A typical application help document will contain dozens of pages, each giving specific instructions or explaining a concept. So we can create more pages and link from one page to another. Here’s another page:

 <page xmlns="" id="ducks"> <title>Ducks</title> <p>For a list of types of ducks, see <link xref="types-ducks"/>.</p> </page> 

As in many other documentation languages, the link text is inserted automatically when the page is displayed. We could also add more content to these pages using Mallard’s built-in markup for common design elements like step lists, notes, and code listings.

A topic-oriented format alone makes it somewhat easier for downstream distributors to add content, but they still have to patch the upstream pages to link to their own content. We needed a way to dynamically insert pages into a document by just dropping some extra files into a directory.

The Power of the Duck Side

The big idea behind Mallard is dynamic links. Instead of embedding all links inside paragraphs, we can declare links and other metadata at the top of the page. The second page above could instead be written like this:

 <page xmlns="" type="guide" id="ducks"> <info> <link type="topic" xref="types-ducks"/> </info> <title>Ducks</title> </page> 

This is now a guide page. Guide pages are special types of pages that hold links to other pages and serve as the navigational glue of the document. When this page is displayed, it will be have a link to “Types of Ducks”. What’s more, “Types of Ducks” will have a link back to this page.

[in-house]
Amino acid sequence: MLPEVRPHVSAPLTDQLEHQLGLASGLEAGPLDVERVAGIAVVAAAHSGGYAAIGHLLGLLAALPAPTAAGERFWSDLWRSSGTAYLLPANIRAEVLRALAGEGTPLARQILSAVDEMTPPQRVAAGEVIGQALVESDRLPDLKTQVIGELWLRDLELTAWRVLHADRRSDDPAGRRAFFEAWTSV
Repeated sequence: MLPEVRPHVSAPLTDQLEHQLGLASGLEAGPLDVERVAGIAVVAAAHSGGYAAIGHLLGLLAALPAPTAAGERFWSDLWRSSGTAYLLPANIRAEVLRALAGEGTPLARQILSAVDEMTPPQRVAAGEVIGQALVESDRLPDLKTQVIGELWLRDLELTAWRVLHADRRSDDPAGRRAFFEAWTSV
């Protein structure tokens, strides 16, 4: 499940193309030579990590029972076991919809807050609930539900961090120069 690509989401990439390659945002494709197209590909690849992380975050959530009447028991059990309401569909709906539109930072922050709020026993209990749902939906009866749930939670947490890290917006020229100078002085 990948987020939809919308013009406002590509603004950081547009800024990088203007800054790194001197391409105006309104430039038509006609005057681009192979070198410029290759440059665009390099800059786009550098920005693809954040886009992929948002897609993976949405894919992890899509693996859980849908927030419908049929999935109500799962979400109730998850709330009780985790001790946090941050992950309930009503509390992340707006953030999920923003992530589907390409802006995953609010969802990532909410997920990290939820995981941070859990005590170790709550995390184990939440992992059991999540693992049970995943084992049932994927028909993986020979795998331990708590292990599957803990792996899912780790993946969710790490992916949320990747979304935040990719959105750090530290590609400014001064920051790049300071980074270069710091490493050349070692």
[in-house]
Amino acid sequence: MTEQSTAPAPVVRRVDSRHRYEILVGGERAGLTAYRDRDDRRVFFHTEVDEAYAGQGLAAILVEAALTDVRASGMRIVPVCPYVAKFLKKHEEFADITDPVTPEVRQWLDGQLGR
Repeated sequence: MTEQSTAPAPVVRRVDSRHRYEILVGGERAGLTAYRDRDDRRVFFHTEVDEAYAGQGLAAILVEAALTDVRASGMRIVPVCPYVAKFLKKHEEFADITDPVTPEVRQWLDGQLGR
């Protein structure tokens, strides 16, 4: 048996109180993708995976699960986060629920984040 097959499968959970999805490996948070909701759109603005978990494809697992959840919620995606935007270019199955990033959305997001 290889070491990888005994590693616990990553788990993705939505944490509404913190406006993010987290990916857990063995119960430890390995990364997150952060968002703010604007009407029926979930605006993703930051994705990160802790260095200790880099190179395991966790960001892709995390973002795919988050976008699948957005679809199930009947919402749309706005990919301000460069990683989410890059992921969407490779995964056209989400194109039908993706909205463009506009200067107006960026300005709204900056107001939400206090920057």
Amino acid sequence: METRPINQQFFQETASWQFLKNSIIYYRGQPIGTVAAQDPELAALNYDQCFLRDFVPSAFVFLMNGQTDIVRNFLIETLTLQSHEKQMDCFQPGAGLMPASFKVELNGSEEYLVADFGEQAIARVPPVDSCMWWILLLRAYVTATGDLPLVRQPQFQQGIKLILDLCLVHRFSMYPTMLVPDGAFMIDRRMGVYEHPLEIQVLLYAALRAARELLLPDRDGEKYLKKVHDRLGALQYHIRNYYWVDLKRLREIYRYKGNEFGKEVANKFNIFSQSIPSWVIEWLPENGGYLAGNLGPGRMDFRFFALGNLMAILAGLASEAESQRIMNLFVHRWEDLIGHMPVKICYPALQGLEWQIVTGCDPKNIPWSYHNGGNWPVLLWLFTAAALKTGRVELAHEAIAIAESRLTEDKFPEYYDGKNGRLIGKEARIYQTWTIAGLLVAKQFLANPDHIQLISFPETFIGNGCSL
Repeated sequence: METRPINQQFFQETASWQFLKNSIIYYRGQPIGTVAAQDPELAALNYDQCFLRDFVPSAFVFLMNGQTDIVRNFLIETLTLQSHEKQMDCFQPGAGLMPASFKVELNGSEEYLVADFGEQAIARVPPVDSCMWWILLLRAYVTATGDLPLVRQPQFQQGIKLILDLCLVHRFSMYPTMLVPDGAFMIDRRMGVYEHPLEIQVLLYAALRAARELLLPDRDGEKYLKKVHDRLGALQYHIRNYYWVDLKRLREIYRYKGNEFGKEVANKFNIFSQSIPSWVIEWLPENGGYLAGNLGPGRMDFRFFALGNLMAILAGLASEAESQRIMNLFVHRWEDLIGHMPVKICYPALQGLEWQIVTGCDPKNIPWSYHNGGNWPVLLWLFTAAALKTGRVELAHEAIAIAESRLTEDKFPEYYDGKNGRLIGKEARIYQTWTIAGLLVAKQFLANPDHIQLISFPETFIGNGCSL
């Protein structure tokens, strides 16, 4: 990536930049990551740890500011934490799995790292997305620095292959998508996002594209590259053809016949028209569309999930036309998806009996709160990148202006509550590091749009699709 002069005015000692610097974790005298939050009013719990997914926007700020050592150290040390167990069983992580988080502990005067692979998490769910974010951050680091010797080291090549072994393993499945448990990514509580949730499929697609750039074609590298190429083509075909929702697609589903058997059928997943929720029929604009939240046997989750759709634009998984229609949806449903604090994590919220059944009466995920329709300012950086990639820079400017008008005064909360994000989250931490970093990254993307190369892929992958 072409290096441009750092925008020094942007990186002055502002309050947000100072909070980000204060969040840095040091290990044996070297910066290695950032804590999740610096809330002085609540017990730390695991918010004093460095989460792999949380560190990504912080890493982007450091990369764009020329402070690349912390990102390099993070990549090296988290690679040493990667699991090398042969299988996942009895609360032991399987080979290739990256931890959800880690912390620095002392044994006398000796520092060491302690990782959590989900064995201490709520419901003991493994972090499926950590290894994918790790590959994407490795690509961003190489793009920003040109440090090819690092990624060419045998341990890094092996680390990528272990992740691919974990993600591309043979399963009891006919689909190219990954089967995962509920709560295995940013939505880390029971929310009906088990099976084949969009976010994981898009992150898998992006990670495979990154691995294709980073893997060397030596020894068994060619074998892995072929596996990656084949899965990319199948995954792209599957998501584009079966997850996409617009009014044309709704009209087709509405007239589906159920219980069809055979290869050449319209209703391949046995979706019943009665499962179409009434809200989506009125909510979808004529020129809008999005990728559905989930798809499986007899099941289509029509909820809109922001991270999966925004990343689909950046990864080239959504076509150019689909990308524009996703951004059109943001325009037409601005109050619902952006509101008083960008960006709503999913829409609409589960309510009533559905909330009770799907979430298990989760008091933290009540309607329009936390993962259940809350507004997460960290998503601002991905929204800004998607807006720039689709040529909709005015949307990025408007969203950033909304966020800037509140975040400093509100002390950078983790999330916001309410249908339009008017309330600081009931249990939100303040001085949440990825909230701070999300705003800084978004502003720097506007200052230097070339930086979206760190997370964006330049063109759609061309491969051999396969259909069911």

Links declared in the info section reciprocate. You don’t need to specify the link on both ends. It works automatically. This example, however, just lets topics know what guides they belong to. To add third-party content effectively, we need to insert links into guide pages.

So we turn it around. Instead of having a guide page link to its topics, we have topics link into their guides. Here’s another topic page:

 <page xmlns="" id="scientific-names"> <info> <link type="guide" xref="ducks"/> </info> <title>Scientific Names</title> <list> <item><p>Anas platyrhynchos</p></item> <item><p>Anas penelope</p></item> <item><p>Anas crecca</p></item> </list> </page> 

Instead of “Ducks” specifying a topic link to “Scientific Names”, we have “Scientific Names” specifying a guide link to “Ducks”. Guide links and topic links are converses. Whenever there is a guide link, there is a topic link going the other direction. So “Scientific Names” will appear on the “Ducks” page exactly as “Types of Ducks” does.

This simple solution allows us to create help with rich navigational structures that make sense to the reader. More importantly, it allows third parties to seamlessly integrate new content in places where users can actually find it. This means downstream distributors can make our help more useful by adding distribution-specific content. This is also a simple way to integrate plugin help for plugin-heavy applications like the GIMP.

Future Development